With the cloud, we are now able to not just focus on the large-scale businesses of the world, but we are also able to simply enable our services for very small businesses. Genesys is focusing not just on a direct business but also selling a lot of our software through resellers. That enables us, as well as our partners on the AppFoundry, to expand their reach to a huge market.
Danny: Let’s talk a bit about contact centers. What kind of other issues have you seen with contact centers as a result of the push to working from home?
Juergen: There are some issues in terms of infrastructure management, making sure people are on time, people are not getting distracted, all these kinds of different things to make sure people are actually working. Related to that there’s an issue with how best to manage recruitment, onboarding and enablement remotely – making sure that people are enabled to do their job on a daily basis. In normal circumstances when you get into the office and start your job, you have somebody who is sitting next to you, listening in to your call, talking to you after the call, making sure everything works. Now, imagine that in the virtual world; it’s just more complex to do.
Especially in this crisis, people have a lot of competing pressures. Childcare is an example. You have a screaming child, you have somebody who doesn’t want to do their homework, and you’re still trying to do your job. That requires way more flexibility from businesses to assist their staff to make sure that they can do their work. It’s not like in the ’90s anymore where the focus was purely on work and productivity. Now there’s a recognition that family is important too. That’s the shift businesses need to factor in, and that in combination with home office is a huge stretch for some businesses.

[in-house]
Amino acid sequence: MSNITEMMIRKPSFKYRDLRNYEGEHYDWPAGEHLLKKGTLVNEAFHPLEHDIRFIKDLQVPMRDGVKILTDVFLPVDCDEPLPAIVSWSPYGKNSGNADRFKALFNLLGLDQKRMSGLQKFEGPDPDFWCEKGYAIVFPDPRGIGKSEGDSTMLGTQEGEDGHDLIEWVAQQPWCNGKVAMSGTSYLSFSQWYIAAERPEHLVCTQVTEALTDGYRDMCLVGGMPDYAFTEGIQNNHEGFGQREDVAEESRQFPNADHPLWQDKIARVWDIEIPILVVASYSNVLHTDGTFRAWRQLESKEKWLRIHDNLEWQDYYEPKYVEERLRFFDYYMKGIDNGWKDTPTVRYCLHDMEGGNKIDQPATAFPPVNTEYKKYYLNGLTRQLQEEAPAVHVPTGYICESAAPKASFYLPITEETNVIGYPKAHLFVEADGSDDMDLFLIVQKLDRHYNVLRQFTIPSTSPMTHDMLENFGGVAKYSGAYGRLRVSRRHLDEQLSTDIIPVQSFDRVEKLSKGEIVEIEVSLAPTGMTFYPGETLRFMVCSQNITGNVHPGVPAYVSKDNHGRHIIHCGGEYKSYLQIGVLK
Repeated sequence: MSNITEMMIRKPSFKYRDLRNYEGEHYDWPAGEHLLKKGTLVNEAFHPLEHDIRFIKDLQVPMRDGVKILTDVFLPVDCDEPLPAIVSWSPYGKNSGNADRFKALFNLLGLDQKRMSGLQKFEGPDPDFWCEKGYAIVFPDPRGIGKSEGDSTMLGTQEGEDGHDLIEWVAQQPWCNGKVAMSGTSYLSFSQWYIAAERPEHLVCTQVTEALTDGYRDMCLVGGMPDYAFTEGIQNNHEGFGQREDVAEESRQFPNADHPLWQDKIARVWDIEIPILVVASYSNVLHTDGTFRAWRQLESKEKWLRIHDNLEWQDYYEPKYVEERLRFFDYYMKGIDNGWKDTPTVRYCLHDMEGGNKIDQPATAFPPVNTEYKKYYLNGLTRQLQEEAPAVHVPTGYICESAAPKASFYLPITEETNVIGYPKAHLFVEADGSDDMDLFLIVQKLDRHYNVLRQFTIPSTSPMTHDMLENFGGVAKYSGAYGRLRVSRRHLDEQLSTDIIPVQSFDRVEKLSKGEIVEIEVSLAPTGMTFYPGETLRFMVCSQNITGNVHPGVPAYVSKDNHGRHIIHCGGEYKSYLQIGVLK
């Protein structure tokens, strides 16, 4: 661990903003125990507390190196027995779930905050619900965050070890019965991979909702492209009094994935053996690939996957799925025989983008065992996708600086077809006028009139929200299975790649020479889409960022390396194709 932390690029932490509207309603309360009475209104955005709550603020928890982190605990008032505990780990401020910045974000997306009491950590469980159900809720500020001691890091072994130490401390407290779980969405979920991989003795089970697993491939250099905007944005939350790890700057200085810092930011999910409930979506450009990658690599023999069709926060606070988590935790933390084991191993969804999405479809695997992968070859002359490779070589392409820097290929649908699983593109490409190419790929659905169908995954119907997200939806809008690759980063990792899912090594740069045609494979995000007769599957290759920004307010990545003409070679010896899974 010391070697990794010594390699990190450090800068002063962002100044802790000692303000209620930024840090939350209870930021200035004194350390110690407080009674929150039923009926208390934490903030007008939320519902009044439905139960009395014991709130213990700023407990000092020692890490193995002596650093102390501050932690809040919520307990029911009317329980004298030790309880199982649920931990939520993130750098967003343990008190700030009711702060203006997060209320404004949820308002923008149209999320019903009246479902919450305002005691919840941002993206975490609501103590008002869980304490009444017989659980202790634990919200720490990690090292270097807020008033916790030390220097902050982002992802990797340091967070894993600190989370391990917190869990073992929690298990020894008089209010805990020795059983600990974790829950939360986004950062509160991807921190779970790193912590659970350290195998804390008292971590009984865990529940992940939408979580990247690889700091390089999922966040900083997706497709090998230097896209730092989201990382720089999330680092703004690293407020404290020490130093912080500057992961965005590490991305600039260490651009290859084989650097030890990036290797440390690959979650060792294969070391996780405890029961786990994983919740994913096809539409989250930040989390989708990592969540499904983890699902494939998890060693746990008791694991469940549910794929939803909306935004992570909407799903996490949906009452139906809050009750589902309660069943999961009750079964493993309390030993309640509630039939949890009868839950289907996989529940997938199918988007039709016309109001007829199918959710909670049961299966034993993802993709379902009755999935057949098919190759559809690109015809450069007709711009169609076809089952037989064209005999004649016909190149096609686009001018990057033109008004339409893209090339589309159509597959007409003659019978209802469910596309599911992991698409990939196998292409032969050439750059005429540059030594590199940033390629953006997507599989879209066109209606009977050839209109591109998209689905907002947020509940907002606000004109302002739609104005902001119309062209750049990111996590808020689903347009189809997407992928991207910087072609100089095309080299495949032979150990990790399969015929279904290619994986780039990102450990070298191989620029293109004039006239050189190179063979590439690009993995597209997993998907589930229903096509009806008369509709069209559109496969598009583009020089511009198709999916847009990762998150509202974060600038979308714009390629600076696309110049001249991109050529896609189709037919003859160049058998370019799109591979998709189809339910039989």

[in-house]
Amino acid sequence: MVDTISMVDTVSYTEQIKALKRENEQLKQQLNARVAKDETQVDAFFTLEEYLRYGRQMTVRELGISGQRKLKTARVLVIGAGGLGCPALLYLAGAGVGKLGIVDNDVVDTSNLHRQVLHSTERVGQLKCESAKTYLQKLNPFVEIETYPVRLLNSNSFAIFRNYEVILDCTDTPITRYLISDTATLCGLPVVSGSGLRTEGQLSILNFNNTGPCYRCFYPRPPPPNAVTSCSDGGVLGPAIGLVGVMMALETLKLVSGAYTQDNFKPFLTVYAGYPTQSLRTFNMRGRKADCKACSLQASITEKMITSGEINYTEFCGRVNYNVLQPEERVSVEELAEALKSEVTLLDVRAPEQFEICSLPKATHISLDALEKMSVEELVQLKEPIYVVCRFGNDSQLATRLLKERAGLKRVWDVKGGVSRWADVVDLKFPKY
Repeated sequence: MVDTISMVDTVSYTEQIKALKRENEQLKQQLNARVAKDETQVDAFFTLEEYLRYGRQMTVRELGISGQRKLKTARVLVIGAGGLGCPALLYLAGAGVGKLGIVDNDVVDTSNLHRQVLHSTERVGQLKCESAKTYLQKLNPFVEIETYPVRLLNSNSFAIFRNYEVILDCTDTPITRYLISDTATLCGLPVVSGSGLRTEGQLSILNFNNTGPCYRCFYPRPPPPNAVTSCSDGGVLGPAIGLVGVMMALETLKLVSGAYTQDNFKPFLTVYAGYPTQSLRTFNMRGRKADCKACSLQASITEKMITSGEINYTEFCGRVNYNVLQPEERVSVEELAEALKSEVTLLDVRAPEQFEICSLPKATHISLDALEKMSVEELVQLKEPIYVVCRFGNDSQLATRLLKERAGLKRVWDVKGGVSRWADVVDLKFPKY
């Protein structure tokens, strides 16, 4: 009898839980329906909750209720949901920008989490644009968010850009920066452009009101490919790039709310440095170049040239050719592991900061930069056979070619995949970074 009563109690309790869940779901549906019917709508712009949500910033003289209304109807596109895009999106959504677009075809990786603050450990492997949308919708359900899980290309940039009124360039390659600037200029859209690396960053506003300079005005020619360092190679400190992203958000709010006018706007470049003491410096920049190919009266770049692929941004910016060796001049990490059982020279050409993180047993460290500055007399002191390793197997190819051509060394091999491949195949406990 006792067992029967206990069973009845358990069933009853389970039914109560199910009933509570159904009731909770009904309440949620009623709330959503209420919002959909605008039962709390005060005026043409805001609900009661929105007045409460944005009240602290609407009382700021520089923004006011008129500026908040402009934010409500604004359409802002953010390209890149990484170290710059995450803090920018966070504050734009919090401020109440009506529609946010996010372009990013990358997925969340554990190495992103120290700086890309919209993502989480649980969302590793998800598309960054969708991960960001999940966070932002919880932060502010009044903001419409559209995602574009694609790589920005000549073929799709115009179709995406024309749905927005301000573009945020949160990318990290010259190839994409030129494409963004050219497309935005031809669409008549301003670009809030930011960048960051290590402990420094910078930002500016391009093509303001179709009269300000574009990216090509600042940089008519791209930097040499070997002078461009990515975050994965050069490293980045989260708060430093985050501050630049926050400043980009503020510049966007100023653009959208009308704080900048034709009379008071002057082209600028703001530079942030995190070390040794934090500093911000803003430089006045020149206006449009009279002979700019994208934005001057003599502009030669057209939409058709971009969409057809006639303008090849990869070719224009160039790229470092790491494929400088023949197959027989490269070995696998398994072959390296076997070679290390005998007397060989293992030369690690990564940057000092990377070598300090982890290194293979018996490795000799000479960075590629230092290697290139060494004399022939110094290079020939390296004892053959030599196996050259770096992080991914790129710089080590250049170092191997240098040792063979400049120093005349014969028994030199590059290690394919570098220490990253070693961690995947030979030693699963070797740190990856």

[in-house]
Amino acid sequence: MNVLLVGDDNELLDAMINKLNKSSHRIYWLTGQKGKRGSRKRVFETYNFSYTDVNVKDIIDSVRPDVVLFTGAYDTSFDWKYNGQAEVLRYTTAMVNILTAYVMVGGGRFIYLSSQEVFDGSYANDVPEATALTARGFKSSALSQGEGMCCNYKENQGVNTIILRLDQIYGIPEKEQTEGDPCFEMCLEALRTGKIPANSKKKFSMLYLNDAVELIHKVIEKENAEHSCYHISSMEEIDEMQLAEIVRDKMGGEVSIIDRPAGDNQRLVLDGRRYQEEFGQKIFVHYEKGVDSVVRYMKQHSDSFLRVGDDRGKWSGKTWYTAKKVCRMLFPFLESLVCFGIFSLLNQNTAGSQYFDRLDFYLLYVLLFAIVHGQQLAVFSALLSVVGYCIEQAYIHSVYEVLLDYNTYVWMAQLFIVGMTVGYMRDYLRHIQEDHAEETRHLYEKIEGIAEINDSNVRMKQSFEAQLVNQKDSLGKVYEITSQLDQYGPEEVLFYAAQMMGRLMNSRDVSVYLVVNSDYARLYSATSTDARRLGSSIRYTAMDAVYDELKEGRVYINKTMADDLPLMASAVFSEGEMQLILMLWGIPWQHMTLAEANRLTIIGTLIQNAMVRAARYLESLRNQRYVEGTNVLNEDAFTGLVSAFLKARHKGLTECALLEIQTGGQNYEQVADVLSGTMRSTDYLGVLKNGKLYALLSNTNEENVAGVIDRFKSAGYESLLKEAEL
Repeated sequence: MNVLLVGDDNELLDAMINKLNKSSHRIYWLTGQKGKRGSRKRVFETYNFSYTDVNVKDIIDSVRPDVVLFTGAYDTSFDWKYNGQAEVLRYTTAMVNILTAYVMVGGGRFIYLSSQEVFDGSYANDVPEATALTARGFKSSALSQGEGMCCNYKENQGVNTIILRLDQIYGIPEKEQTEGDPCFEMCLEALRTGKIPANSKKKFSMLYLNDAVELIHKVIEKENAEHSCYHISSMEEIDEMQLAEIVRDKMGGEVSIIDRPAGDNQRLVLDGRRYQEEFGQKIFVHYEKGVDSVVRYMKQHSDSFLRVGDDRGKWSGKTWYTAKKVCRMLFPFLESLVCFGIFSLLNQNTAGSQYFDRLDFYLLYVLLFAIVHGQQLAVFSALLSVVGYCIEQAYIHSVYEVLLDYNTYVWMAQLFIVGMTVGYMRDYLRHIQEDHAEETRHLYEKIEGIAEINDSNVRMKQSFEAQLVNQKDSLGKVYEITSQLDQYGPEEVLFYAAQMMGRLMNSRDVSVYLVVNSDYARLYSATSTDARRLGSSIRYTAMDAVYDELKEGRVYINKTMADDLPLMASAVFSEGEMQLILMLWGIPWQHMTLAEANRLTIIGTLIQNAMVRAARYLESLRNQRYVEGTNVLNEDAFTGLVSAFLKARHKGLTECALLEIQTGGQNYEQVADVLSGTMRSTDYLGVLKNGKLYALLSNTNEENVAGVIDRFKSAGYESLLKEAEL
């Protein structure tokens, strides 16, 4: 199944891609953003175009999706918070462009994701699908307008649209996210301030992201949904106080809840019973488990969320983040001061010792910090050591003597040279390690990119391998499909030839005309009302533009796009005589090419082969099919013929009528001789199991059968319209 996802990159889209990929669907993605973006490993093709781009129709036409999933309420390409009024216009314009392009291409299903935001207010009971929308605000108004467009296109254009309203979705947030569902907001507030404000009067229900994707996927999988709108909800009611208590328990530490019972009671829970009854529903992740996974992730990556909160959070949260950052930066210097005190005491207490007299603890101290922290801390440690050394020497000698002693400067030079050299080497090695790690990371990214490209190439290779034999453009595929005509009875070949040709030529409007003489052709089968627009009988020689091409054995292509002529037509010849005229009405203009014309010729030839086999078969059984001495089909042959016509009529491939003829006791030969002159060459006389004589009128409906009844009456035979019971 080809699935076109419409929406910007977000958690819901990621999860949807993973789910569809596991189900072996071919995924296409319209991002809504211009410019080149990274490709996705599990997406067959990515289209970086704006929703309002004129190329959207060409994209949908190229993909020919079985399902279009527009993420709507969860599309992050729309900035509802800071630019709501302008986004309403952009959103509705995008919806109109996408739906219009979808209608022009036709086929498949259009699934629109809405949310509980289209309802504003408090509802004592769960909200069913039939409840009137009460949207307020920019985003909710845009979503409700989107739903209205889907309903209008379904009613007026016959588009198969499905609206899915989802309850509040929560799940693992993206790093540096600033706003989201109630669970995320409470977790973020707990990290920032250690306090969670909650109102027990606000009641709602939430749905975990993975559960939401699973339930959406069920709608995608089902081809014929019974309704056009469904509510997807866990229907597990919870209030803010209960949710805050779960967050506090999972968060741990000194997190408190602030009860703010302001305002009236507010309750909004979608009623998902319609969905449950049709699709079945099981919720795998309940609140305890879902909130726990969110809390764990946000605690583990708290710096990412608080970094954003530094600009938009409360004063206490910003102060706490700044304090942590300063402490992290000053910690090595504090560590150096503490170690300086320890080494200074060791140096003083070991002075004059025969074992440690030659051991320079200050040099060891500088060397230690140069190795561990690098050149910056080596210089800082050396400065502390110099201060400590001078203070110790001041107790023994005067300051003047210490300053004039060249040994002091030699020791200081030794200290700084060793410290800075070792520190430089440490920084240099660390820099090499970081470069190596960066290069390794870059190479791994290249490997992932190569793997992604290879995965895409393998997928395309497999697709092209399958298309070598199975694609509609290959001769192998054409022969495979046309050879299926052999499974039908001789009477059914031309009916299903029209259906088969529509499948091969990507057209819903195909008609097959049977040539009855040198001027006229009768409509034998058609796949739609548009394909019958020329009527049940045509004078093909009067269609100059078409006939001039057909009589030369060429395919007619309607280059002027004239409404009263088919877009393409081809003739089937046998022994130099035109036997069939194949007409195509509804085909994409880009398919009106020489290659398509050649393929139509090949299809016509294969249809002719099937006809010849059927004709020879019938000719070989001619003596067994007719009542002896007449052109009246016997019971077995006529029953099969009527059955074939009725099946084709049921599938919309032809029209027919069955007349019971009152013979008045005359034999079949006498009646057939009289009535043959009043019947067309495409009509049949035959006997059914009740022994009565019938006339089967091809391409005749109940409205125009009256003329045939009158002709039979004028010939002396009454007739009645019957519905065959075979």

That’s why Genesys is focusing on workforce engagement management, making sure that agents are able to manage their work, manage their shifts. Making sure that they can plan in advance to take childcare into account and other things like that. This is a shift we see in the contact center space, and that is something which is a huge shift for contact center management going forward.
Danny: We’ve talked about data protection; we’ve talked about cloud. Anything else you think is worth mentioning?
Juergen: PCI compliance is a critical factor. Businesses who take payments or perform credit card clearing and things like that need to make sure that they are PCI compliant. Consumers don’t want to give their credit card number to contact center agents. That’s certainly something which is not going to fly anymore, so PCI compliant vendors need also to focus on providing the right technology to simplify the customer experience and to ultimately make sure that an opportunity for a merchant to take payment is not going to be prohibited due to a complex process. This is where providers like CardEasy which enable seamless and secure payments across multiple channels have a big advantage.
The integration of CardEasy and Genesys Cloud is a great one to move forward, and customers should actually try it out, get it up and running. I truly believe that this is a great solution to secure payments across voice and digital channels.